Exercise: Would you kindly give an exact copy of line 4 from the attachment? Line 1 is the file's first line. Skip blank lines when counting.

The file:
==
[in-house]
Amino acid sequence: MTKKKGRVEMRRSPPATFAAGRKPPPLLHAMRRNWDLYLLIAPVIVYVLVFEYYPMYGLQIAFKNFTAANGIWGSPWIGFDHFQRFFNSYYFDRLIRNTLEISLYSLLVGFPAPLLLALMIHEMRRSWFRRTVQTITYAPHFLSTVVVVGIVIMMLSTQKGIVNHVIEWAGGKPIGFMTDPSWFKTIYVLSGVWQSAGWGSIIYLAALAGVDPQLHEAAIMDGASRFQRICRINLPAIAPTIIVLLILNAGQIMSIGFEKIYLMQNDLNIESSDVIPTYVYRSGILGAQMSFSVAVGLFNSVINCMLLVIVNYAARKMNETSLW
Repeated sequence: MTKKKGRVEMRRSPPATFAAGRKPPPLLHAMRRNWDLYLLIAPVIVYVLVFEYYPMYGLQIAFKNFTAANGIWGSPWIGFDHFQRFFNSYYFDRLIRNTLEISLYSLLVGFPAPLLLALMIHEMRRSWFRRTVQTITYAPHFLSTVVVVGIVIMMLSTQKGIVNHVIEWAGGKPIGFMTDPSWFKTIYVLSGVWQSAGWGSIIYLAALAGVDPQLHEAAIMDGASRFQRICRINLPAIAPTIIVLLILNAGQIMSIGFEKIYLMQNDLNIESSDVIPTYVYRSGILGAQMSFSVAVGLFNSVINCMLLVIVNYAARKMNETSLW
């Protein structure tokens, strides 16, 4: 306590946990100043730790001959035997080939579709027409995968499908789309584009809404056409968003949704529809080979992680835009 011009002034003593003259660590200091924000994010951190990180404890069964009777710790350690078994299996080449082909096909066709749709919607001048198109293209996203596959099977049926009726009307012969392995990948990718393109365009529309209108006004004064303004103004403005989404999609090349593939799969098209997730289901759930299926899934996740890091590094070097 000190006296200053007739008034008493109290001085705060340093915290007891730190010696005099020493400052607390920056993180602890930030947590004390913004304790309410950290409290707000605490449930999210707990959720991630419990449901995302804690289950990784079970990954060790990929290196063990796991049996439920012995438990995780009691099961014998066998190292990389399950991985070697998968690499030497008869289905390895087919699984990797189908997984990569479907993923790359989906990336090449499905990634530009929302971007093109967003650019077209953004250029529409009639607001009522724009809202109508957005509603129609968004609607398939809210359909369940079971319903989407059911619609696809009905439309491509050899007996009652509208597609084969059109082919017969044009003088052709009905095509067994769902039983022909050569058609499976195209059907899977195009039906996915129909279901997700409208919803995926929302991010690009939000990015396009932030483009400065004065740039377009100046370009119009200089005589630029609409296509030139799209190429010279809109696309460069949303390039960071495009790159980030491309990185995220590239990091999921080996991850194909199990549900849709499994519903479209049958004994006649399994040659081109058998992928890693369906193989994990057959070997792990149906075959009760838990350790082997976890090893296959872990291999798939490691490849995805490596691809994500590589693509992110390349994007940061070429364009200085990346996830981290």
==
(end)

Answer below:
């Protein structure tokens, strides 16, 4: 306590946990100043730790001959035997080939579709027409995968499908789309584009809404056409968003949704529809080979992680835009 011009002034003593003259660590200091924000994010951190990180404890069964009777710790350690078994299996080449082909096909066709749709919607001048198109293209996203596959099977049926009726009307012969392995990948990718393109365009529309209108006004004064303004103004403005989404999609090349593939799969098209997730289901759930299926899934996740890091590094070097 000190006296200053007739008034008493109290001085705060340093915290007891730190010696005099020493400052607390920056993180602890930030947590004390913004304790309410950290409290707000605490449930999210707990959720991630419990449901995302804690289950990784079970990954060790990929290196063990796991049996439920012995438990995780009691099961014998066998190292990389399950991985070697998968690499030497008869289905390895087919699984990797189908997984990569479907993923790359989906990336090449499905990634530009929302971007093109967003650019077209953004250029529409009639607001009522724009809202109508957005509603129609968004609607398939809210359909369940079971319903989407059911619609696809009905439309491509050899007996009652509208597609084969059109082919017969044009003088052709009905095509067994769902039983022909050569058609499976195209059907899977195009039906996915129909279901997700409208919803995926929302991010690009939000990015396009932030483009400065004065740039377009100046370009119009200089005589630029609409296509030139799209190429010279809109696309460069949303390039960071495009790159980030491309990185995220590239990091999921080996991850194909199990549900849709499994519903479209049958004994006649399994040659081109058998992928890693369906193989994990057959070997792990149906075959009760838990350790082997976890090893296959872990291999798939490691490849995805490596691809994500590589693509992110390349994007940061070429364009200085990346996830981290």